The Android 4.0 API that was released together with the unveiling of the Galaxy Nexus also brought us, developers, ADT 14 and SDK Tools r14, which quite a few people started having problems with almost immediately. The tools were released in an incomplete state based on my experience with ADT 14-preview, as some serious and known bugs weren't fixed when 14-final came out. I have a feeling the ICS event kind forced the corresponding ADT/tools 14 release and prompted Google to roll it out in what I consider a broken state (many reported crashes, broken Logcat, etc).
For those unable to wait on the Galaxy Nexus, Samsung's Nexus S can still hold up against the competition in many ways. It may only pack a single-core processor, but it's a Nexus phone, meaning it is still one of Google's flagship Android devices, and will have active development and timely updates for a while yet. If you've been patiently waiting for your shot at a bargain on the Nexus S, now's your chance - Mobile Daily Steals is offering this beauty (unlocked) for just $299.99 with an international warranty, about $60 lower than Amazon's lowest price (without warranty).
Shadowgun is a game we've been following since its announcement for Android earlier this year. A couple weeks back, we received a preview build to test the game out (that link contains a gameplay video as well). Now, I've played the full version of the game and can report my findings more completely.
Whew... it's certainly been an exciting week in the world of Android, hasn't it? Arguably the most anticipated update to the OS yet was finally officially revealed to the world, and it managed to meet - and exceed - virtually all of our expectations. For a quick run-down of the major changes, check out Cameron's primer or browse through the plethora of ICS posts from the last few days.
For many people, Gmail is Android's killer app. It's the best email app on any platform, and one of the biggest draws to Android. So anytime there is a change, it's pretty big news. With Ice Cream Sandwich, Gmail got a huge revamp. Every inch of the app has changed. Today we're going to find out just what is so different.
I'm sure you've read other articles on the new ICS apps, but those are just rehashing what was shown in the Hong Kong demo.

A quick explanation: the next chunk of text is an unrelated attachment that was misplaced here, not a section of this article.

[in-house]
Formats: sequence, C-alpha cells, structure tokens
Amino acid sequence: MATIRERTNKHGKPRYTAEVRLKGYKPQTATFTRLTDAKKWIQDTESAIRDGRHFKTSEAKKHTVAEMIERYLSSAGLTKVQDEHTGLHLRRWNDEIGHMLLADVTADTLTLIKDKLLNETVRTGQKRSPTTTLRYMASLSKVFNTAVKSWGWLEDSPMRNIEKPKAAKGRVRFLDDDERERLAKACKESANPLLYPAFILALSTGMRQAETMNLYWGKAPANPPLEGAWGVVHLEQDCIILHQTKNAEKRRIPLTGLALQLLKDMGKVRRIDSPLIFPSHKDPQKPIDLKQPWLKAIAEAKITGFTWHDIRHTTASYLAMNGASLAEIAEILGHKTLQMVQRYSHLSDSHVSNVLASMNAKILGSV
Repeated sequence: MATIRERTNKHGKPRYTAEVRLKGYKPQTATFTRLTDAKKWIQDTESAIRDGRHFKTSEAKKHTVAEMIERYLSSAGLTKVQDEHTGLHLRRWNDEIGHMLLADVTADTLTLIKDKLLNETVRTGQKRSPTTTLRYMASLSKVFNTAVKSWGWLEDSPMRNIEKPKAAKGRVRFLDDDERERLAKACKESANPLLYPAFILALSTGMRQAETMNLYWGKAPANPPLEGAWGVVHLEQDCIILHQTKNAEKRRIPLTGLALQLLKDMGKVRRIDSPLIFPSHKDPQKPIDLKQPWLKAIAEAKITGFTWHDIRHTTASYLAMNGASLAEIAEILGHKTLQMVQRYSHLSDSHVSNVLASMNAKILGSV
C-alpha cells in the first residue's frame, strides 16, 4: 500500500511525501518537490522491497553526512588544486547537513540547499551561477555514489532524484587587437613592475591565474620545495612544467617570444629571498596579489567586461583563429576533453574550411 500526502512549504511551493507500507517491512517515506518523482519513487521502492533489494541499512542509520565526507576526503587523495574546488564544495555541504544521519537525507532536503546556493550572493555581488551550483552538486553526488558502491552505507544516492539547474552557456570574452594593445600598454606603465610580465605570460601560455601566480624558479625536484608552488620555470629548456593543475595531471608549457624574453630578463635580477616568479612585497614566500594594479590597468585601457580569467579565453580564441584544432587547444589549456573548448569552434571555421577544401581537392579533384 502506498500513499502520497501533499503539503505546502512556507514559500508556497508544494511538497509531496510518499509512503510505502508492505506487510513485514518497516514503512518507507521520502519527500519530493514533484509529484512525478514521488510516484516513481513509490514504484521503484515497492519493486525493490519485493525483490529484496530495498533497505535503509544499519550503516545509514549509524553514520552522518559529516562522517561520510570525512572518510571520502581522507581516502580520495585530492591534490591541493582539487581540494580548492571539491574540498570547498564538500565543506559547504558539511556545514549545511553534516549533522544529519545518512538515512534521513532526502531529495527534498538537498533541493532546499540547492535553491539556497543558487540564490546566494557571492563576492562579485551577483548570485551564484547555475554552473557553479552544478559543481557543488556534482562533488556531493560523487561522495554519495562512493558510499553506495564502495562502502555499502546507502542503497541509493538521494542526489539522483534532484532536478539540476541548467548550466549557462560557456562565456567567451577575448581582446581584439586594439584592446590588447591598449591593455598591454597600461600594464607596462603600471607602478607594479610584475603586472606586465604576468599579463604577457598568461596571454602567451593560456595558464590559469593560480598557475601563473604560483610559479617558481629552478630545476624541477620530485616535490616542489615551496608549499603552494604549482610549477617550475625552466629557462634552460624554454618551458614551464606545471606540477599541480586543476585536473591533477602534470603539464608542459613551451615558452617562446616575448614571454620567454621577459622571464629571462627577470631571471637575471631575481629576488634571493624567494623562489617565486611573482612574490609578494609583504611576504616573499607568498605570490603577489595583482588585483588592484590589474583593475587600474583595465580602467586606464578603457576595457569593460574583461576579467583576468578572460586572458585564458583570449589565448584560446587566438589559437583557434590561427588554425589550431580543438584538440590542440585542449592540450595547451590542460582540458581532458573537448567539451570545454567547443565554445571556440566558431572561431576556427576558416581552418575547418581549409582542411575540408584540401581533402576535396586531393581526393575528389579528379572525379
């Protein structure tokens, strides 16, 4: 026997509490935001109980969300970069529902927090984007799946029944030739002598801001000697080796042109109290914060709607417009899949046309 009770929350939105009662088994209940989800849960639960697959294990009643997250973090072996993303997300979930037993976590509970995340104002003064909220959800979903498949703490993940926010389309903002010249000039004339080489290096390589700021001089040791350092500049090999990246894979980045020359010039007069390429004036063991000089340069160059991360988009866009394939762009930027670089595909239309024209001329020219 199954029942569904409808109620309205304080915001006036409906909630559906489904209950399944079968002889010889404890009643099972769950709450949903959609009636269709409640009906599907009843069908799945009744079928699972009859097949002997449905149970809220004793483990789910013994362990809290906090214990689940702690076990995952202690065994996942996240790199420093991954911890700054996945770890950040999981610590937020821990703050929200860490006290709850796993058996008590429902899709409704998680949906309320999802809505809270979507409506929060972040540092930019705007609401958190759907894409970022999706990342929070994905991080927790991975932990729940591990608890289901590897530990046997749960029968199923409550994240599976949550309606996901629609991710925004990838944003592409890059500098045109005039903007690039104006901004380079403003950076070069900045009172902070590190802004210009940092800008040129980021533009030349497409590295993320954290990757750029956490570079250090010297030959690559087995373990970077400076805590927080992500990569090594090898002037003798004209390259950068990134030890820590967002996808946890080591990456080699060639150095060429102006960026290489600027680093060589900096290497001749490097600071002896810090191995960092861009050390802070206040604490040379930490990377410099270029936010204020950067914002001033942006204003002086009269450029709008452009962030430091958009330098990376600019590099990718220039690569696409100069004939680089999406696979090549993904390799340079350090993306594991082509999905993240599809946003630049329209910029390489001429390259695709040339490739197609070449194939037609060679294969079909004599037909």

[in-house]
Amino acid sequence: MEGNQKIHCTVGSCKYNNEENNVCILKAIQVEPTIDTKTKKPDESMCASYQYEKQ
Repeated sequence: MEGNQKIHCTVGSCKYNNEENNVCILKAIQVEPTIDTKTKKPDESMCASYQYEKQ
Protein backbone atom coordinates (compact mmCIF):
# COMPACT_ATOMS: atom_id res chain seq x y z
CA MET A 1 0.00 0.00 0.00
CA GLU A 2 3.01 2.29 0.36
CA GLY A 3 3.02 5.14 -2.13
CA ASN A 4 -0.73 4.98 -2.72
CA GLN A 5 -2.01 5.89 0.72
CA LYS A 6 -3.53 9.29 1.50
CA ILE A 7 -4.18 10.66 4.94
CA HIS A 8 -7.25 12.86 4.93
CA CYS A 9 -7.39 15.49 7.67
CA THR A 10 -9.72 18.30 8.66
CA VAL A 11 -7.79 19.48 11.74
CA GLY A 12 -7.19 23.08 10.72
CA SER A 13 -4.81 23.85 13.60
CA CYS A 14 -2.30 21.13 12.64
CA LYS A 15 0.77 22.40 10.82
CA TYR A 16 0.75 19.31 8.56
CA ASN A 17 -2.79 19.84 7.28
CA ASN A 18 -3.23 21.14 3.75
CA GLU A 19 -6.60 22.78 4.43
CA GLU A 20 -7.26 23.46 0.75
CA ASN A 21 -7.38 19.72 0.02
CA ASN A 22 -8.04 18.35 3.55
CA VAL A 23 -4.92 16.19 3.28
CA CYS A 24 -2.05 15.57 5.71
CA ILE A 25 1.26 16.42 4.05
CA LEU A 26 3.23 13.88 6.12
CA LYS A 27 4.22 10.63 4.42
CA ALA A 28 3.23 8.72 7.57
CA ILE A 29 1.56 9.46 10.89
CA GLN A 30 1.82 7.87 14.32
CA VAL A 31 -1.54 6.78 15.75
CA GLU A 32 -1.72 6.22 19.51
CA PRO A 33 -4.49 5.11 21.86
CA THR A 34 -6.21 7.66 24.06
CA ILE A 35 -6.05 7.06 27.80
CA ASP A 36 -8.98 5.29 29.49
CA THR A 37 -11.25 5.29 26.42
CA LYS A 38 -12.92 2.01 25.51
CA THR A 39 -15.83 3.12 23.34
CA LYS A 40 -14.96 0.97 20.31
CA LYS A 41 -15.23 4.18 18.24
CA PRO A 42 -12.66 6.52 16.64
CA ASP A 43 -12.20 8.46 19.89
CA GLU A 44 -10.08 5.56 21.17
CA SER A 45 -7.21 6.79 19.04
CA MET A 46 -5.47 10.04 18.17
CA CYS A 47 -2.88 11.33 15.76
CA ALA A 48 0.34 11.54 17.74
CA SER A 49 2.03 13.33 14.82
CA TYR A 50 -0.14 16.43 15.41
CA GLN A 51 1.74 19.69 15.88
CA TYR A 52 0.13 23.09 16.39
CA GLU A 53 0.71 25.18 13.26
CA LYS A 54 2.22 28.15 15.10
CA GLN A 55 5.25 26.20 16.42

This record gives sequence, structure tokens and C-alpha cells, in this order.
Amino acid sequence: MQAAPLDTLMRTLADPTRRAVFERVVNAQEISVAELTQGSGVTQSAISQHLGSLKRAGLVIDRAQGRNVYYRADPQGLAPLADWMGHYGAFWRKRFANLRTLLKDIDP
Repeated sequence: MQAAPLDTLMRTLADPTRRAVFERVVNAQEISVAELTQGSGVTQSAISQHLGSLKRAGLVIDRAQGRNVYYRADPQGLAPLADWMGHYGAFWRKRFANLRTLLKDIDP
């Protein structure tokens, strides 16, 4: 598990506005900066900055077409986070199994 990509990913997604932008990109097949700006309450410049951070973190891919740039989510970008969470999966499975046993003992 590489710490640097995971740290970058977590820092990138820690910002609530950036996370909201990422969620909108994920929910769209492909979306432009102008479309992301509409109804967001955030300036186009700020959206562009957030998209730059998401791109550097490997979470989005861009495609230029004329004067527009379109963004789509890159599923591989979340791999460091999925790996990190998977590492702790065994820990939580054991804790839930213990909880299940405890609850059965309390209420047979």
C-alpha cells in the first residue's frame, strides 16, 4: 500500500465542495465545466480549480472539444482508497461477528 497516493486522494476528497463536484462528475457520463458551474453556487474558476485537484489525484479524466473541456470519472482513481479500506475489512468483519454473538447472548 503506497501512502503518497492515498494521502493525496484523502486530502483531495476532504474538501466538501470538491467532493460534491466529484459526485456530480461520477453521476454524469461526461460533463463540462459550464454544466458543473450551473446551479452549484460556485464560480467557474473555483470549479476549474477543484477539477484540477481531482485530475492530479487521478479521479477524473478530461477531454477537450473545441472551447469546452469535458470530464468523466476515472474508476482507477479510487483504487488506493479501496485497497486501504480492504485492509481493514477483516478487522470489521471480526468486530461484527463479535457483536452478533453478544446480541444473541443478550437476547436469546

Almost immediately after getting my hands on a Galaxy Tab 10.1, it was updated by Samsung to include the infamous TouchWiz UX. This brought about some significant aesthetic and UI changes, including a quick-access tray, which brings up a list of handy apps at the touch of a button. The only problem is that this bar isn't customizable. For those who want more options, or those not fortunate enough to have the TouchWiz experience, developer SnowBEE has released Wizz Bar.
Oh, Android. How far you've come since the days of the G1. Actually, tomorrow, October 22nd, will mark 3 years to the day that Android has been available on consumer handsets in the United States, and the G1 on T-Mobile was concepción.
With Ice Cream Sandwich finally revealed, Android has gone through its seventh major iteration. How has Android changed? What better way to illustrate Android's evolution than its home screen, the hub of user interaction.
Let's get the preliminary question off the plate first: who is Matias Duarte? Well for one thing, he oversaw the designing of a few small projects such as webOS, Sidekick OS, and Helio (the little carrier that could... be bought out). And, oh yeah, he also played a large part in Honeycomb's development.
Yesterday he sat down with Joshua Topolsky of This is my Next (soon to be The Verge) to discuss the "philosophy" of Android and, more specifically, Ice Cream Sandwich.
Holy crap. The Samsung/Google event ended just a little while ago, and I have to say, I'm pretty overwhelmed by the amount of awesome that I just experienced. The Galaxy Nexus is official, as is its counterpart OS: Ice Cream Sandwich. There is no doubt that ICS is the most polished version of Android to date.
One of the features I'm most excited about in Ice Cream Sandwich is the camera. The new camera app really raises the bar, bringing a heap of improvements, as well as plenty of features we haven't seen before.
Perhaps the most impressive aspect of ICS' camera is that it has zero shutter lag. That's right - zero. Photos are taken as soon as you hit the shutter button. In last night's demo we got a glimpse of how powerful this is, as the presenter snapped off several images back to back with no wait time in between.